It’s seems absurd to consider any war with a bit of romanticism, but there is a certain passion derived from the War of the Roses, the struggle for the English throne between the white rose clad Yorks and the red rose wearing Lancasters. It was Shakespeare who launched the conflict into lore with Richard III, and since then, there have been countless books, movies, and a good number of board games on the subject. Kosmos’ The Rose King certainly plays up the romanticism with its cover art, a sword crossed by the two colored roses, with petals falling toward a blood stained floor. It’s heavy stuff, and it sets the scene for a surprisingly deep experience.
Two players sit opposite a board laid out in a checkerboard pattern with a period illustration of medieval England faded into the background. A wooden crown piece is placed at the center of the board, and each player is given cards from two different decks.
Both players are dealt five cards from the power card deck. These cards have a sword on them that points in a specific cardinal or intermediate direction while also showcasing a Roman numeral I, II, or III. These cards determine player movement. The red player begins the game and may take one of his cards to play. The crown then moves in the direction indicated on the card by a number of spaces equal to the Roman numeral. For example, a II with a sword pointing to the northeast would move the crown two spaces diagonally toward the top-right corner of the board.
Just before the movement ends, the current player places a power token (notice the recurring theme of power here) in the space where the crown will end its movement. That side takes control of that location, and play is passed on to the next player.
Movement generally must end in a vacant space. You cannot use a card that would move the piece off the playing board under any circumstances, but you may find yourself holding a card that would allow you to move to a location where your opponent already has a rose. Normally, this is not allowed, unless you use a card from your second deck. Each player begins the game with four hero cards. Using these cards in conjunction with a power card allows you to flip the power token to the other side, claiming that space for yourself. You never regain your hero cards, so choosing when to use them is critical. Other than moving, the only other action available to you is drawing another power card if you are below the five-card limit. That’s as complicated as the rules get.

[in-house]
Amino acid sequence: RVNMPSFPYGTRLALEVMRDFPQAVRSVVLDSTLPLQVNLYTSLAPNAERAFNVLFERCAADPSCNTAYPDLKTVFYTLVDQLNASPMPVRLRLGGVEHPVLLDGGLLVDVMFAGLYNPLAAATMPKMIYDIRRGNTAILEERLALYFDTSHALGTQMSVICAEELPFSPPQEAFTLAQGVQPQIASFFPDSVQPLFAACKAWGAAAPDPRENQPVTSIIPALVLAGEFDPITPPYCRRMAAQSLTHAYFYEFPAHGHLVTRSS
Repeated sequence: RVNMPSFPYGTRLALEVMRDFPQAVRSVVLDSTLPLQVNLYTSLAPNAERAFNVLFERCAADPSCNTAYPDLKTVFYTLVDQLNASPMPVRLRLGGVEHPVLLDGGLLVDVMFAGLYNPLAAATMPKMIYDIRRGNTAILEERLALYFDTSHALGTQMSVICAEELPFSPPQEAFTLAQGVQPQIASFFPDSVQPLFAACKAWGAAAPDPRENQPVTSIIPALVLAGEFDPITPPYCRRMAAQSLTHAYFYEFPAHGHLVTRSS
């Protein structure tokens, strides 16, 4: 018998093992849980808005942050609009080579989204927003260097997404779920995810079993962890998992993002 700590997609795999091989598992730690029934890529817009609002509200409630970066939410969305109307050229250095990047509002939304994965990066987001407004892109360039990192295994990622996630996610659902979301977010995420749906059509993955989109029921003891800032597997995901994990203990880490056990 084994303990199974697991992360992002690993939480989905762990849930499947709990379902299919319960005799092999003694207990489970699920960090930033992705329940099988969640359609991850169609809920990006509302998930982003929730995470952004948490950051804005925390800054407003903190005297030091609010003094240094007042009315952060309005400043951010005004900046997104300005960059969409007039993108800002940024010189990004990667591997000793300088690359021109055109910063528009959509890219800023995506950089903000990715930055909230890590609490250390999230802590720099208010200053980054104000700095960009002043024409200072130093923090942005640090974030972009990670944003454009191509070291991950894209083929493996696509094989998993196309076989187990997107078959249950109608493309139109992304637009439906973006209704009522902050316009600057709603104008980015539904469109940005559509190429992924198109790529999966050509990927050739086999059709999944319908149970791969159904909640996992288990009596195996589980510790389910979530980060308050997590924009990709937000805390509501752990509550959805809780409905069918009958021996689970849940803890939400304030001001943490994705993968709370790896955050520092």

Power cards are dealt face up. There is no hidden information on the board. Knowing what your opponent’s possible reactions could be is just as important as understanding your own options. There is a bit of a sense that you are determining the best move possible as opposed to building a genuine strategy based on how the cards are dealt. It lacks the pure strategy of chess or Go, but like those quintessential games, Rose King forces you to play your opponent as much as you focus on your own side.
The power cards are reshuffled once the initial deck has been used and discarded, and you can always draw back up to your five-card limit to keep the game going. However, once the hero cards are exhausted and the board starts to fill up, it won’t be long until there are no more legal moves to make. At that point, the game will end immediately. Scoring is determined by the number of power tokens that can make an unbreakable connection, excluding connections that can only be made diagonally. The greater the number of tokens in a connection, the higher you will score, which is done by squaring the number in the group. For example, eight tokens connected together would score 64 points. Adding up the score of all connections gives you a final tally, and the highest total between the players wins the game.
The simplicity of the game is such that this review is nearly as long as the rulebook itself, but the game is complex enough to give your brain a good workout. However, to engage in it, one does have to overlook the rather disappointing presentation. The crown token is wooden, but the rose power tokens are just thick cardboard. The board is stiff and bows in the middle. The cards are not of the greatest quality. For a game with such deep elements, it deserved better components.
You may never confuse a game like this for a war game, and this abstract system will not conjure up images of medieval armies clashing metal against one another. Yet, like many war games, you and your opponent will be watching each other carefully, reacting to each other, and doing what you can to put your pieces in the best position to win. The Rose King does this well and is certainly worth a play if given a chance.
Designed by: Dirk Henn
Published by: Kosmos
Players: 2 players
Ages: 10 and up
Time: 30 minutes
Mechanics: Grid movement, hand management
Nick grew up with games like Axis & Allies, Fortress America, Samurai Swords, and Statis Pro Football. After a life hiatus to work and start a family, he rediscovered his passion for gaming in 2012. Originally a war gamer, he now appreciate different genres and enjoys exploring great game systems.
The Rose King
The Rose King is a rather inauspicious game to look at, but what it lacks visually it makes up for in some great depth of play. Though it plays completely different than the heftier war games on the same topic, Rose King’s abstract style does immerse you in a struggle for power between the two sides. Even knowing all of your and your opponent’s possibilities doesn’t keep this from being a solid strategy game worth the time you invest.